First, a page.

Slide the 1/2" square tubing through the axle holes you just made, and center perfectly. Using a square (as shown) tack weld into position. You should now have an axle (as pictured) with two cross braces in the form of an 'x' at the bottom of the axle shaft.

Now, cut yourself four 20" long pieces of 3/4" wide, 1/8" thick flat steel. This will be the 'backing plate' for your honey frames.

Using tack welds, attached the end of each flat strap to the newly installed lower supports you just welded into your axle tube.

Now, you should cut yourself about 18" pieces of 1/8 heavy wire, and use a vice to bend them into the 'deep C' shape shown in the photos.

Weld this light wire to the backing plate, and the ends to the center axle as shown, to finalize creation of the 'honey baskets'.

Step 10: Test Fitting Upper Bracket, Lower Bracket, and Axle Together.

The important TEST FITUP!!!

Now that you have your lower bracket, upper bracket, and basic axle built and tack welded's time for a full test fit-up.

Go ahead and install your lower bracket , the axle, and then the top bracket. Don't tight your bolts yet.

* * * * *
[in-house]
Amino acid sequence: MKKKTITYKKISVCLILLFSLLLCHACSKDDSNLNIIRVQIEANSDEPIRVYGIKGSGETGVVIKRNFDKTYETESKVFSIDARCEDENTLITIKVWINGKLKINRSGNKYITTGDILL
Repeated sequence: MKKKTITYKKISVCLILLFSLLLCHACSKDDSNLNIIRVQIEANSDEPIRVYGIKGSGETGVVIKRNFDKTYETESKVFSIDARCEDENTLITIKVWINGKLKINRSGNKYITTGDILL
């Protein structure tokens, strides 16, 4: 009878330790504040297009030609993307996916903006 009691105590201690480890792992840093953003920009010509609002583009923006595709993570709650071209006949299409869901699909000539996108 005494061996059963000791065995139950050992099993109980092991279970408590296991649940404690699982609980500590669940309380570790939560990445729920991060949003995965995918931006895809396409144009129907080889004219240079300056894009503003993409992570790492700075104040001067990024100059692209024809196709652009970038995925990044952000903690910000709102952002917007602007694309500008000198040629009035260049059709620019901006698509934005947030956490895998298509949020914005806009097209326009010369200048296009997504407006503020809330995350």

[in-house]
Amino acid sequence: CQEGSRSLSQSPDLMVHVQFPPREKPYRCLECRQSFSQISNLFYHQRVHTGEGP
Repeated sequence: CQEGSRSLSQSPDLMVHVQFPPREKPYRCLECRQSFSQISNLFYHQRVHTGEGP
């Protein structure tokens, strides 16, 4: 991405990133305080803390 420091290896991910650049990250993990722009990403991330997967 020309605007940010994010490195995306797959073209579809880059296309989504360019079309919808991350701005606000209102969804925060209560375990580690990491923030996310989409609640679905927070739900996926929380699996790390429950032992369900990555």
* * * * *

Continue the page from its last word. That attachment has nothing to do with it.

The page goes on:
Rotate the axle assembly, and inspect for any misalignment/off-centered behavior. If you left appropriate 'adjustment' (aka 'slop') in your bearing bolt holes, you should be able to use that slight amount of variance to ensure your unit is aligned.

Step 11: Making a Liner

Prepping and Installing the Liner

Disclaimer (again): Ok...this is discussed in the original disclaimer...but...honey is a food product. As such, it should only come in contact with food grade materials. I only use my honey personally, and while using a new plastic trash can isn't ideal, I'll live with it for now. If you are producing honey it is your responsibility to determine the fitness for use of your materials. I would STRONGLY urge you to try to find a liner of food grade stainless steel. If you choose to use a plastic liner...consider yourself forewarned.

You will need to locate a plastic trash can that is small enough to fit inside your washer hull, but large enough to accommodate the overall diameter of your axle system (including width of your axle, the honey frames, and the outer edge of the 'baskets' used to hold the frames). I spent a few trips to a couple stores, before I found the trash can that fit my hull. You can always choose a trashcan that's too tall (I did), as long as it meets your requirements in terms of diameter. can simply trim off the top that is 'excess'. By the's a tip...when the guy at Lowe's asks you why you're being so meticulous in your trash can yourself some time, and leave out that you're building a honey extractor.

Once you've found a suitable trash can (we'll call it the 'liner' from this point forward), simply place your liner inside your hull, and let it rest of your lower support bracket. Then, simply trace a line around the top of your liner that is even with the washer hull, to mark at what height you will trim your liner, for a flush fit.